In those cases in which multiple input frequencies are present, the output is equal to the integral of the contributions of each of the individual input frequencies. The resulting Fourier transform pair defines the relationship between I(x) and B( n--)

[3]

In a Fourier-transform spectrometer, the input spectrum is computed by digitizing the output intensity variation as the mirror is moved over the displacement range of the instrument. The resulting interferogram corresponds to I(x) in the above equation, and the input spectrum is calculated by computing its Fourier transform and subtracting out the known spectral properties of the instrument from the resulting B(n--) function. The instrumental response is determined from a knowledge of instrumental parameters and/or measurement of a known reference spectrum.

In a real interferometer, the movable mirror can only be translated through a finite distance, and it is impossible to evaluate the integral in Eq. 3 between infinite limits. While this fact fixes the theoretical wave number resolution of any instrument to a value that is approximately equal to the reciprocal of the translation range, the accuracy required for most practical applications can be achieved with relatively short translations. For example, gas-phase process monitoring requires a resolution between 0.2 and 2 cm-1 corresponding to approximate translation distances between 5 and 0.5 cm, respectively.

A more thorough analysis of the effect of finite translation distance on the interferogram recorded by an FT-IR spectrometer shows that secondary maxima are also produced. In commercial instruments, the magnitude of these secondary maxima is reduced by numerically weighting the interferogram with an apodization function. Numerous functions have been used for this purpose, each having certain trade-offs with respect to resolution and sensitivity.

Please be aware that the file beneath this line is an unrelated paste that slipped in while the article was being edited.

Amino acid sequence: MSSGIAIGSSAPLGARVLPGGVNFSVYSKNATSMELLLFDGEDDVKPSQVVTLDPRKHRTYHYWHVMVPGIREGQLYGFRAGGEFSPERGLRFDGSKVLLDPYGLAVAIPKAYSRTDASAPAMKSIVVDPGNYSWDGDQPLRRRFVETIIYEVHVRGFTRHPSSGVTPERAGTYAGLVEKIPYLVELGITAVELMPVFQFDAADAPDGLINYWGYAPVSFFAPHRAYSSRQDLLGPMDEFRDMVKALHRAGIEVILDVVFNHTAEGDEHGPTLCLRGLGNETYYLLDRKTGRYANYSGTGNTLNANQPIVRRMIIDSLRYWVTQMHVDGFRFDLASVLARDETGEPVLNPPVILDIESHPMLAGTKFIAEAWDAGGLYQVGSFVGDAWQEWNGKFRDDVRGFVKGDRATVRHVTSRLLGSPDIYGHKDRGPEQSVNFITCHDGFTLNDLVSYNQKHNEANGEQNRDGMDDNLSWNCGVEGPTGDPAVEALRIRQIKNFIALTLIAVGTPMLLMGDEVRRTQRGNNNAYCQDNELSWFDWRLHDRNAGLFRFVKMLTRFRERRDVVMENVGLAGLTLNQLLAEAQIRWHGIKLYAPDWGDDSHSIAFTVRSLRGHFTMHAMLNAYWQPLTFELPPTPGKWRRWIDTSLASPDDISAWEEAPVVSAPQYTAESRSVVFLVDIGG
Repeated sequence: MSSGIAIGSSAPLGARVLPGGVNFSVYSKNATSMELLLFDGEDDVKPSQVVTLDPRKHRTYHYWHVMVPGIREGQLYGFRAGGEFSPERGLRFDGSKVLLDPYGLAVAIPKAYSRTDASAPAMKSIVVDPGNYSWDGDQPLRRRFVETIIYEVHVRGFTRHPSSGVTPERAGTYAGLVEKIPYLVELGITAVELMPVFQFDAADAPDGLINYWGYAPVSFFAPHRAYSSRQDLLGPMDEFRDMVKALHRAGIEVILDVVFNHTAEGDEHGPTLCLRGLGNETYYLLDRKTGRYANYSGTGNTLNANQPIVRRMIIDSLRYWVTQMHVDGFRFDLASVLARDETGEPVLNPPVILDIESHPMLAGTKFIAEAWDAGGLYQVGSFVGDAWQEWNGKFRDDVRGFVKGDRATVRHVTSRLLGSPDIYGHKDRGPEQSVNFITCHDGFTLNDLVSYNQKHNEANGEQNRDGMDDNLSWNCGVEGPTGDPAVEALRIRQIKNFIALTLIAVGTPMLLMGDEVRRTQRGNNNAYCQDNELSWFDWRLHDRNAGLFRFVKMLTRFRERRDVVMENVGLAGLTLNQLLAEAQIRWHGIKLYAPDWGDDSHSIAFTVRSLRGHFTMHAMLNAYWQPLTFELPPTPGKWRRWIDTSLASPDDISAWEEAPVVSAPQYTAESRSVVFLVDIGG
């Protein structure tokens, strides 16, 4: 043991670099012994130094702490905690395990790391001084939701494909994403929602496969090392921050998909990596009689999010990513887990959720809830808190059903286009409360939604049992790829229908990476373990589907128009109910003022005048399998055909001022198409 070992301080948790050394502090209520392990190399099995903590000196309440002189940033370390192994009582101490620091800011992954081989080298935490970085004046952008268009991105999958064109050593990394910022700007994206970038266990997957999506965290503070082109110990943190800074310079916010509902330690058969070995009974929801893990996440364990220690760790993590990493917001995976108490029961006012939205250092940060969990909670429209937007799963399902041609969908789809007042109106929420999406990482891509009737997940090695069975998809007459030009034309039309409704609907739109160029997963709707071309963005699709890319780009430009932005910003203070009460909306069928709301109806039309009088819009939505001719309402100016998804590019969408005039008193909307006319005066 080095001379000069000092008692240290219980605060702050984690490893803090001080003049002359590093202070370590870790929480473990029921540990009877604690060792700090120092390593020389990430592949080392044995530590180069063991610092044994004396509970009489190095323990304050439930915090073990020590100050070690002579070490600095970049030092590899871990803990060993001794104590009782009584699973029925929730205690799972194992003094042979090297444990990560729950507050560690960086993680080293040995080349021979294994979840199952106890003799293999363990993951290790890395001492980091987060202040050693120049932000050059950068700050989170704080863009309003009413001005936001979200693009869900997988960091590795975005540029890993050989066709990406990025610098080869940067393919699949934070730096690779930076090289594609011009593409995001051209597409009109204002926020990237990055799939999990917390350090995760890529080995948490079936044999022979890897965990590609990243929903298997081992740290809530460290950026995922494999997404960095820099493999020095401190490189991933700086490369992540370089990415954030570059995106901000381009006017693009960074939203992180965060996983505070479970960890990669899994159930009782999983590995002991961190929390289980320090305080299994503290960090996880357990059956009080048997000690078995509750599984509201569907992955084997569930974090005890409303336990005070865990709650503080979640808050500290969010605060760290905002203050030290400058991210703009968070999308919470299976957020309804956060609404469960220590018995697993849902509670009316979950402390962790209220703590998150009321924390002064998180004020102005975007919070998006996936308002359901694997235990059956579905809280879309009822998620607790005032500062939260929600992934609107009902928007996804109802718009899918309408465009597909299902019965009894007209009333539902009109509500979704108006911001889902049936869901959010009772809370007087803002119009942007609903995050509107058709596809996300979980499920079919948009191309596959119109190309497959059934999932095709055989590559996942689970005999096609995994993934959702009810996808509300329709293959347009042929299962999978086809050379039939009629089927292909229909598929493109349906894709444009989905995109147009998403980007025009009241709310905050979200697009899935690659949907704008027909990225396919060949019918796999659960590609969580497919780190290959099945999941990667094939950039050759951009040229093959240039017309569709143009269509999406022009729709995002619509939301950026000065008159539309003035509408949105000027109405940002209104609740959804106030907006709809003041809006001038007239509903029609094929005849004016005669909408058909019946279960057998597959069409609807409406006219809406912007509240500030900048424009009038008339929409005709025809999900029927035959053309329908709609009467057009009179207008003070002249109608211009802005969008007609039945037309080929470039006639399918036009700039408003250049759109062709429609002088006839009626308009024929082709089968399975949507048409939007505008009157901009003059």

Misalignment reduces resolution

While the basic theory of the Fourier-transform spectrometer is relatively straightforward, the practical design issues associated with fielding a commercial instrument are formidable. In a Michelson interferometer, the maximum resolution and accuracy are achieved when perfectly aligned mirrors are illuminated with a perfectly collimated source. Deviations from perfect collimation result in a circular fringe pattern at the output, and failure to limit the source image to the central fringe washes out the interferogram. For a fixed input wavelength, the radii of the output fringes are inversely proportional to the displacement of the movable mirror, and the divergence of the input source determines translation range over which an interferogram can be recorded. Mathematically, the acceptance half-angle of the instrument is approximately equal to the square root of the wavenumber resolution of the instrument divided by the maximum wavenumber in the source spectrum.

Mirror misalignment significantly reduces the contrast of the output fringes and can result in distorted line shapes. These effects are the most pronounced at high wavenumbers (short wavelengths), where misalignment can completely wash out the spectrum. The optomechanical problems associated with maintaining mirror alignment as an interferometer is repetitively cycled over its range of motion are formidable and partially dependent on the environment in which the FT-IR spectrometer is located. Laboratory instruments typically experience a narrower range of temperatures and are subjected to less vibration than those used for process and environmental monitoring. The major commercial instrument manufactureres have each spent a significant amount of development time designing ruggedized interferometers. Once developed, these designs form the basis of an entire family of instruments with similar resolution and stability.